Nobody had a clue what kind of loose cannons were working on Seinfeld back in the 1990's.

Jason Alexander, better known as George Costanza on the sitcom, released a long mea culpa over a comedy routine which included the "gay" parts of cricket.

Appearing on "The Late Late Show" with Craig Fergeson, Alexander told a few jokes about the bat-and-ball game.

"You know how I know it’s kind of really a gay game? It's the pitch,” he said before doing an imitation of the motion. "It's not like a manly baseball pitch. It’s a queer British gay pitch."

Cricket's been played since at least the early 16th century in England. Outside of America in countries such as India, Australia, Pakistan and New Zealand, the sport helps shape pop culture.

Alexander felt his bit was well received, only to receive negative feedback from homosexual fans on Twitter upset with the joke following the May 25 apperance.

"Troubled by the reaction of some, I asked a few of my gay friends about it. And at first, even they couldn't quite find the offense in the bit," Alexander wrote over the weekend in his 1,000-word apology according to Fox News.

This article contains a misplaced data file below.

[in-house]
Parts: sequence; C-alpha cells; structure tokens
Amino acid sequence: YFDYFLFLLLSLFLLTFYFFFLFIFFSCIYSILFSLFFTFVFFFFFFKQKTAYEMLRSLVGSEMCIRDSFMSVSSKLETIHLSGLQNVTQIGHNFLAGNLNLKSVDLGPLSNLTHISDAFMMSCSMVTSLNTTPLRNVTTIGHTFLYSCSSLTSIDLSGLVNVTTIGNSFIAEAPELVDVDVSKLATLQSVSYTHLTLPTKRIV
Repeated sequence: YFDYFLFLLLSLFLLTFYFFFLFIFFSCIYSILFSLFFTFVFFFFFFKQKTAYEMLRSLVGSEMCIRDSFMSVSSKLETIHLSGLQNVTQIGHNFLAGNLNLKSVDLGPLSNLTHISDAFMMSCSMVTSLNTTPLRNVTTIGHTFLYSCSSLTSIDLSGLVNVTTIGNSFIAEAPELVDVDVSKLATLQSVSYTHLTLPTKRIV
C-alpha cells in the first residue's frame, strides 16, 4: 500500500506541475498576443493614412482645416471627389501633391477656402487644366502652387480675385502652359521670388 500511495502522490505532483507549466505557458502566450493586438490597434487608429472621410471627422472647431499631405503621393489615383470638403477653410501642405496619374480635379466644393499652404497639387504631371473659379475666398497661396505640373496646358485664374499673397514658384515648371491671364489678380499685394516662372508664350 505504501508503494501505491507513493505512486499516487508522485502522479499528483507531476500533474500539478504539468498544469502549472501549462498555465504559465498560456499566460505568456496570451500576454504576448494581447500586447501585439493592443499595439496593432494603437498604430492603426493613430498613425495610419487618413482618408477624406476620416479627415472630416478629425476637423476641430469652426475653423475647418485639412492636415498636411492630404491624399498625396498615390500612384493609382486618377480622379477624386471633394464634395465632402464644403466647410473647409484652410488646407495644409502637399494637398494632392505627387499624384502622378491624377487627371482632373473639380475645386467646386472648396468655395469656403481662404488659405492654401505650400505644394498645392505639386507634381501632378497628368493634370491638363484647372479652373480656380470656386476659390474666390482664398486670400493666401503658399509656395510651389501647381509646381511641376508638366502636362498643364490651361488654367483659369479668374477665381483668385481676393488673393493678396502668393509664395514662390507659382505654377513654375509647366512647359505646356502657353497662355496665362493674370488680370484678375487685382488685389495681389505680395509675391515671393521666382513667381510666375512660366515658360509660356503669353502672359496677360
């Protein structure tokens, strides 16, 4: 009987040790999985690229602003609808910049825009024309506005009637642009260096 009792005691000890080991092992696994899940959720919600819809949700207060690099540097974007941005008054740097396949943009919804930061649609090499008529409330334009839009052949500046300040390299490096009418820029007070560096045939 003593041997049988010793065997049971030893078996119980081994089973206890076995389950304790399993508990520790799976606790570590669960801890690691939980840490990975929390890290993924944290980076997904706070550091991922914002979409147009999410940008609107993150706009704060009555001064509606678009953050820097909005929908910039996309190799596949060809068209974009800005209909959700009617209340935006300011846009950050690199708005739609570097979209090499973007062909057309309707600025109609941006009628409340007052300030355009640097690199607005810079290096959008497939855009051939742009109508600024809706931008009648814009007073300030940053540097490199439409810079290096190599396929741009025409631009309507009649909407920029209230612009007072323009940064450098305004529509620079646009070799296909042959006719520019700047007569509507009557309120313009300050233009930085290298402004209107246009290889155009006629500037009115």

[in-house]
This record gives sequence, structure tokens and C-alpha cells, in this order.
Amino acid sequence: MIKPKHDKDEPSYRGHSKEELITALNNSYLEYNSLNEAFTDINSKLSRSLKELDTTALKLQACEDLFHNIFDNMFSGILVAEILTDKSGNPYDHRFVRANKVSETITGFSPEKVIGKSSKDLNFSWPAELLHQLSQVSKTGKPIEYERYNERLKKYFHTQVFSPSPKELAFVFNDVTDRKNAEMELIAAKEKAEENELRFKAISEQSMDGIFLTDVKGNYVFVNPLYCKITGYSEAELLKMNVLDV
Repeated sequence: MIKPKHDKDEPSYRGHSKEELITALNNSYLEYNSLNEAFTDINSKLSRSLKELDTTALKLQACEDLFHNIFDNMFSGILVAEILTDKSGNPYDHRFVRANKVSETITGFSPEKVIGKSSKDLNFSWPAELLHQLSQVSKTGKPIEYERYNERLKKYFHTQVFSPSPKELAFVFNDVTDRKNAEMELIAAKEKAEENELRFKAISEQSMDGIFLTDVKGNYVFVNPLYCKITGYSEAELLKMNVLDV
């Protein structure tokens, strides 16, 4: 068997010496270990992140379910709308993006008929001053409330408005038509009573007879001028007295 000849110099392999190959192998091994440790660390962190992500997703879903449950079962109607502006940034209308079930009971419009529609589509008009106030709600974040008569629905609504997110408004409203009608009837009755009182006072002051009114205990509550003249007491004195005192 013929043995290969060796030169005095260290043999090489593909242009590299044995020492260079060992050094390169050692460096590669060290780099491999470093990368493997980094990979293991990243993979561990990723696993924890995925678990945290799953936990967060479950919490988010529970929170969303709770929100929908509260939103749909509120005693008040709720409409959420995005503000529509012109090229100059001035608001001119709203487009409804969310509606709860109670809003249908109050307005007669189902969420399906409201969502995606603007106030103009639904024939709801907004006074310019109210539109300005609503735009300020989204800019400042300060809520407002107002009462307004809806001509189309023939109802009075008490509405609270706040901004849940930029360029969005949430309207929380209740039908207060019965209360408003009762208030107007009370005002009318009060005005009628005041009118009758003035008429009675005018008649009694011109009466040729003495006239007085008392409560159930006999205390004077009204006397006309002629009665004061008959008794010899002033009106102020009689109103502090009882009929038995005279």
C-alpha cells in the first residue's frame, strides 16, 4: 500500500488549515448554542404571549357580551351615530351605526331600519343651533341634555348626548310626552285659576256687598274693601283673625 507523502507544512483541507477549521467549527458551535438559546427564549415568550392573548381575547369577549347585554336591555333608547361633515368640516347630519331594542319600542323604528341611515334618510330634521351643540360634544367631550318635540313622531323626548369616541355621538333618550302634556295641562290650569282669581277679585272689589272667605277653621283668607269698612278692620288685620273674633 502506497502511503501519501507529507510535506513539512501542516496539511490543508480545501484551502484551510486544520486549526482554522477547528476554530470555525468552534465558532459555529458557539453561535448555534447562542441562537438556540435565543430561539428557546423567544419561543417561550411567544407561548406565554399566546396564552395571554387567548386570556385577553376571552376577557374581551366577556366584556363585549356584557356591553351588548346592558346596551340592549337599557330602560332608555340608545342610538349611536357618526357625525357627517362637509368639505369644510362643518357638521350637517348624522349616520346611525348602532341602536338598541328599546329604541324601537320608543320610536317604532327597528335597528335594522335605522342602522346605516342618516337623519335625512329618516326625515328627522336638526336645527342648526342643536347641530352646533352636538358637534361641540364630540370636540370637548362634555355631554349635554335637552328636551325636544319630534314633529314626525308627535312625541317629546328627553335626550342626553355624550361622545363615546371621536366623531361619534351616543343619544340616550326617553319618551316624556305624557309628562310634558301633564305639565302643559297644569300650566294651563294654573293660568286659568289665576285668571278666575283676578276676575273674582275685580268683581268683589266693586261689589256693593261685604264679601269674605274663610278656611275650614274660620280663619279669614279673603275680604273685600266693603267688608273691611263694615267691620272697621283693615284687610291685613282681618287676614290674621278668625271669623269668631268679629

"But as we explored it, we began to realize what was implied under the humor. I was basing my use of the word 'gay' on the silly generalization that real men don't do...refined things and that my portrayal of the cricket pitch was pointedly effeminate, thereby suggesting that effeminate and gay were synonymous."

The Hollywood Reports has the final portion of Alexander's apology:

"I can only apologize and I do. In comedy, timing is everything. And when a group of people are still fighting so hard for understanding, acceptance, dignity and essential rights – the time for some kinds of laughs has not yet come. I hope my realization brings some comfort,” he concluded in his statement.

Alexander is the second member of the Seinfeld cast to be involved in a controversy. Michael Richards, better known as Cosmo Kramer on the sitcom, apologized after racially abusing a pair of African-American hecklers in the audience at the Laugh Factory in Hollywood during a failed stand up performance.

-- Follow Ben Maller on Twitter @BenMaller.

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